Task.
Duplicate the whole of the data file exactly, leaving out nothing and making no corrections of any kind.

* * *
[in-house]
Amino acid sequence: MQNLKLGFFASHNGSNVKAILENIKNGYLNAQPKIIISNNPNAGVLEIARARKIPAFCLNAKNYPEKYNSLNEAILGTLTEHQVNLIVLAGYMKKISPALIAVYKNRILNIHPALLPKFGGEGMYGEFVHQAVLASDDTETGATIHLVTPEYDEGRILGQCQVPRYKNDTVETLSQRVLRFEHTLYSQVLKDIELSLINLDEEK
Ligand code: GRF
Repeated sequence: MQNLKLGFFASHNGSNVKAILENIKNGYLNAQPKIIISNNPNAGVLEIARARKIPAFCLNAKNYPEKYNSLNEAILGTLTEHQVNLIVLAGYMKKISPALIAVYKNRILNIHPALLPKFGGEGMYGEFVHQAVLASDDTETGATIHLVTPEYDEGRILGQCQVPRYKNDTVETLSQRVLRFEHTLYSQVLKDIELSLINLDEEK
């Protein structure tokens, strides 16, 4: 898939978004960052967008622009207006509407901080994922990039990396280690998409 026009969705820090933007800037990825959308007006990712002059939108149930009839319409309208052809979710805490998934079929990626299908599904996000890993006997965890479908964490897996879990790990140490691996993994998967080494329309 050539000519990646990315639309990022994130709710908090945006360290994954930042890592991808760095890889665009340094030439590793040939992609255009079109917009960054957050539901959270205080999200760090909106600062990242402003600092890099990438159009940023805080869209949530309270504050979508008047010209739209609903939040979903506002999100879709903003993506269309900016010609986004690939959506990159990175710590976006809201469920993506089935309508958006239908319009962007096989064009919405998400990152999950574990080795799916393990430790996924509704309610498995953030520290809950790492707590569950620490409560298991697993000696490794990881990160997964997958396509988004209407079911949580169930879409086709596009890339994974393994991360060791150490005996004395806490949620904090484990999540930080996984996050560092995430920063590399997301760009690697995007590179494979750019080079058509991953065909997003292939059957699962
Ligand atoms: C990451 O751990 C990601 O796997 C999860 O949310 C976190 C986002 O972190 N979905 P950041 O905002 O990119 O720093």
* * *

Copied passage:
[in-house]
Amino acid sequence: MQNLKLGFFASHNGSNVKAILENIKNGYLNAQPKIIISNNPNAGVLEIARARKIPAFCLNAKNYPEKYNSLNEAILGTLTEHQVNLIVLAGYMKKISPALIAVYKNRILNIHPALLPKFGGEGMYGEFVHQAVLASDDTETGATIHLVTPEYDEGRILGQCQVPRYKNDTVETLSQRVLRFEHTLYSQVLKDIELSLINLDEEK
Ligand code: GRF
Repeated sequence: MQNLKLGFFASHNGSNVKAILENIKNGYLNAQPKIIISNNPNAGVLEIARARKIPAFCLNAKNYPEKYNSLNEAILGTLTEHQVNLIVLAGYMKKISPALIAVYKNRILNIHPALLPKFGGEGMYGEFVHQAVLASDDTETGATIHLVTPEYDEGRILGQCQVPRYKNDTVETLSQRVLRFEHTLYSQVLKDIELSLINLDEEK
């Protein structure tokens, strides 16, 4: 898939978004960052967008622009207006509407901080994922990039990396280690998409 026009969705820090933007800037990825959308007006990712002059939108149930009839319409309208052809979710805490998934079929990626299908599904996000890993006997965890479908964490897996879990790990140490691996993994998967080494329309 050539000519990646990315639309990022994130709710908090945006360290994954930042890592991808760095890889665009340094030439590793040939992609255009079109917009960054957050539901959270205080999200760090909106600062990242402003600092890099990438159009940023805080869209949530309270504050979508008047010209739209609903939040979903506002999100879709903003993506269309900016010609986004690939959506990159990175710590976006809201469920993506089935309508958006239908319009962007096989064009919405998400990152999950574990080795799916393990430790996924509704309610498995953030520290809950790492707590569950620490409560298991697993000696490794990881990160997964997958396509988004209407079911949580169930879409086709596009890339994974393994991360060791150490005996004395806490949620904090484990999540930080996984996050560092995430920063590399997301760009690697995007590179494979750019080079058509991953065909997003292939059957699962
Ligand atoms: C990451 O751990 C990601 O796997 C999860 O949310 C976190 C986002 O972190 N979905 P950041 O905002 O990119 O720093």